Results for 'Nathan Honeycutt'

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  1. Ideological Diversity, Hostility, and Discrimination in Philosophy.Uwe Peters, Nathan Honeycutt, Andreas De Block & Lee Jussim - 2020 - Philosophical Psychology 33 (4):511-548.
    Members of the field of philosophy have, just as other people, political convictions or, as psychologists call them, ideologies. How are different ideologies distributed and perceived in the field? Using the familiar distinction between the political left and right, we surveyed an international sample of 794 subjects in philosophy. We found that survey participants clearly leaned left (75%), while right-leaning individuals (14%) and moderates (11%) were underrepresented. Moreover, and strikingly, across the political spectrum, from very left-leaning individuals and moderates to (...)
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  2. Fiction Unlimited.Nathan Wildman & Christian Folde - 2017 - Journal of Aesthetics and Art Criticism 75 (1):73-80.
    We offer an original argument for the existence of universal fictions—that is, fictions within which every possible proposition is true. Specifically, we detail a trio of such fictions, along with an easy-to-follow recipe for generating more. After exploring several consequences and dismissing some objections, we conclude that fiction, unlike reality, is unlimited when it comes to truth.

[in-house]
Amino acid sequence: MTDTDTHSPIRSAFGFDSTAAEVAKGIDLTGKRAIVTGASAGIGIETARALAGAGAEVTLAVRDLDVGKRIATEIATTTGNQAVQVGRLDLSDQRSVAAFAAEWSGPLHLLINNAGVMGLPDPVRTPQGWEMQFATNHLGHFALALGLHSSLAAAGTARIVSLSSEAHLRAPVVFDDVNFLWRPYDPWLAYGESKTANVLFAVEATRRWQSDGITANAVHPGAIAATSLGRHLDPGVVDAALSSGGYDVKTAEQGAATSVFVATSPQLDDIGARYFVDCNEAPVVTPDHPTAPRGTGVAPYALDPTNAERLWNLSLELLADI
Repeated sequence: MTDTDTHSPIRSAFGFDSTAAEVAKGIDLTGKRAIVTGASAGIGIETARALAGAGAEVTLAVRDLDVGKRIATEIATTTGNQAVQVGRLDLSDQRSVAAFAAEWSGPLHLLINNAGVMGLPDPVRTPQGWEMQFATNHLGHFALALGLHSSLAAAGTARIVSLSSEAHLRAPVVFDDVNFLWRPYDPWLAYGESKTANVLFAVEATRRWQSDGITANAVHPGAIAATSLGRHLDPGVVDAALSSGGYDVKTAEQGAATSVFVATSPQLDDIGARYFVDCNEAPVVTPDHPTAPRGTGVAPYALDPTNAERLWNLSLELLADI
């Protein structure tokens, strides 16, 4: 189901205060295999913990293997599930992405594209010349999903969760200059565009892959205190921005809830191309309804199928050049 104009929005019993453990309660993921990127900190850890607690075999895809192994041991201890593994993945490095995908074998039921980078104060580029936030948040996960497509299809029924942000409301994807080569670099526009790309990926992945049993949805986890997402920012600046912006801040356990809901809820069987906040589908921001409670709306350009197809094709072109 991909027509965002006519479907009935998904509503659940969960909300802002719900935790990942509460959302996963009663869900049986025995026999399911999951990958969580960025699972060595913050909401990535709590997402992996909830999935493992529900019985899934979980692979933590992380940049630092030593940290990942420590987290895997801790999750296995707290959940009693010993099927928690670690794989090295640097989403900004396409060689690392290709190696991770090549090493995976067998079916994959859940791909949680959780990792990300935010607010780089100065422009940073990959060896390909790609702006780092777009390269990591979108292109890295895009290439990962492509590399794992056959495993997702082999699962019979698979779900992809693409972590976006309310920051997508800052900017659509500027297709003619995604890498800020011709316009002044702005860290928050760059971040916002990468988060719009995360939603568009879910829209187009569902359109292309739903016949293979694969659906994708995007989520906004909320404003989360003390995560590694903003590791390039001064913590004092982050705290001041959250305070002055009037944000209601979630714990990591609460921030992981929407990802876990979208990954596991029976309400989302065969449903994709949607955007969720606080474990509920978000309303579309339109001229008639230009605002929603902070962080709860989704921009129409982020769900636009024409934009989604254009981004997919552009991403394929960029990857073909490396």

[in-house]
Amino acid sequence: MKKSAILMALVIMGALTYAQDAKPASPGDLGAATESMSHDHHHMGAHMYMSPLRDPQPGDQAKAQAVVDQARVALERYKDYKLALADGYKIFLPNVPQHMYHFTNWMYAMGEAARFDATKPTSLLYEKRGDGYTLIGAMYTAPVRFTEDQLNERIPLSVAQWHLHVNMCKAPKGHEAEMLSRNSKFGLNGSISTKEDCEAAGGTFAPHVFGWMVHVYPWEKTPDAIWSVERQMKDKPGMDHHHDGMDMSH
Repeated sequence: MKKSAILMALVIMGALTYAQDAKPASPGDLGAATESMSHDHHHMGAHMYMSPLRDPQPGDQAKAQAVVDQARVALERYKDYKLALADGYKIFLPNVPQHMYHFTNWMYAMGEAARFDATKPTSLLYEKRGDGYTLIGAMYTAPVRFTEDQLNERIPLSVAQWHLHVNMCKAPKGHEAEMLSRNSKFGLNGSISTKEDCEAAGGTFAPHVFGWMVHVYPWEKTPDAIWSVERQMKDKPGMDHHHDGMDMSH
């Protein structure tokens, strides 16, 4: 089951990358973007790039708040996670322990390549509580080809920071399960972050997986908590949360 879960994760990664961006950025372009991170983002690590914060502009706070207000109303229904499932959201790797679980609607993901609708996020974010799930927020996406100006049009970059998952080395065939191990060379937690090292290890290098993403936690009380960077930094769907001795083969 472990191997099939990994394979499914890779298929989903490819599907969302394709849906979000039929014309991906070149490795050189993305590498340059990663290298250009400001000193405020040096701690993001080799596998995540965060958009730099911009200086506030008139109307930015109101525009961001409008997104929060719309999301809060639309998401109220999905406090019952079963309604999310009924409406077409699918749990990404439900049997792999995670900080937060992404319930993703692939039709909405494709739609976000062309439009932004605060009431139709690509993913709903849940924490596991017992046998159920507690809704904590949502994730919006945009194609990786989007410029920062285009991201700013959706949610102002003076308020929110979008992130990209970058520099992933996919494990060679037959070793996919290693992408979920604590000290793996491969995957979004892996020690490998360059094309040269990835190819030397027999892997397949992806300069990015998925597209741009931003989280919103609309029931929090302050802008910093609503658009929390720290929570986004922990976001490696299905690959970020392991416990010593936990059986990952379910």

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  3.  35
    Determinants of Ethical Behavior: A Study of Autosalespeople. [REVIEW]Earl D. Honeycutt, Myron Glassman, Michael T. Zugelder & Kiran Karande - 2001 - Journal of Business Ethics 32 (1):69 - 79.
    This study proposes a model that explains the ethical behavior of automobile salespeople in terms of their ethical perception, legal perception, method of compensation (commission-based or salary-based), age, and education. The model is estimated by using five scenarios that involve ethical issues commonly found in the automobile industry and responses from 184 automobile salespeople in a mid-Atlantic metropolitan area. The findings suggest that ethical perception is the most important determinant of ethical behavior. Also, method of compensation is a major determinant (...)